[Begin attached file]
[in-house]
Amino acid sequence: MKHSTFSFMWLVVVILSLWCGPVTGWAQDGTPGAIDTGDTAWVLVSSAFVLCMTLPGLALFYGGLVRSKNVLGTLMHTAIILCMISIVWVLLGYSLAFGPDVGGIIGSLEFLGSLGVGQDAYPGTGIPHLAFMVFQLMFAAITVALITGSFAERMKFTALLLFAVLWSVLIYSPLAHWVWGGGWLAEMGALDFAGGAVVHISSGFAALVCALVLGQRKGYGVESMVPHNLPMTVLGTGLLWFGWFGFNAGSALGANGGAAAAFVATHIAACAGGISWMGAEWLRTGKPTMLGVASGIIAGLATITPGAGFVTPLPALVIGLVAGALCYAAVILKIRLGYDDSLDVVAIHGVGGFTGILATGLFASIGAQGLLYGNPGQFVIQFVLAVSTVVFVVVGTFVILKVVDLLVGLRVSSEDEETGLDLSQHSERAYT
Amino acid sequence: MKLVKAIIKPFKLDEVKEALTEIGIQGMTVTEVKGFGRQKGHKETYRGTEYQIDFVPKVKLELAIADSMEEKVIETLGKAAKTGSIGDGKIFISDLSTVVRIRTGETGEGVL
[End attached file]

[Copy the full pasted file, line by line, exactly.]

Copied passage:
[in-house]
Amino acid sequence: MKHSTFSFMWLVVVILSLWCGPVTGWAQDGTPGAIDTGDTAWVLVSSAFVLCMTLPGLALFYGGLVRSKNVLGTLMHTAIILCMISIVWVLLGYSLAFGPDVGGIIGSLEFLGSLGVGQDAYPGTGIPHLAFMVFQLMFAAITVALITGSFAERMKFTALLLFAVLWSVLIYSPLAHWVWGGGWLAEMGALDFAGGAVVHISSGFAALVCALVLGQRKGYGVESMVPHNLPMTVLGTGLLWFGWFGFNAGSALGANGGAAAAFVATHIAACAGGISWMGAEWLRTGKPTMLGVASGIIAGLATITPGAGFVTPLPALVIGLVAGALCYAAVILKIRLGYDDSLDVVAIHGVGGFTGILATGLFASIGAQGLLYGNPGQFVIQFVLAVSTVVFVVVGTFVILKVVDLLVGLRVSSEDEETGLDLSQHSERAYT
Amino acid sequence: MKLVKAIIKPFKLDEVKEALTEIGIQGMTVTEVKGFGRQKGHKETYRGTEYQIDFVPKVKLELAIADSMEEKVIETLGKAAKTGSIGDGKIFISDLSTVVRIRTGETGEGVL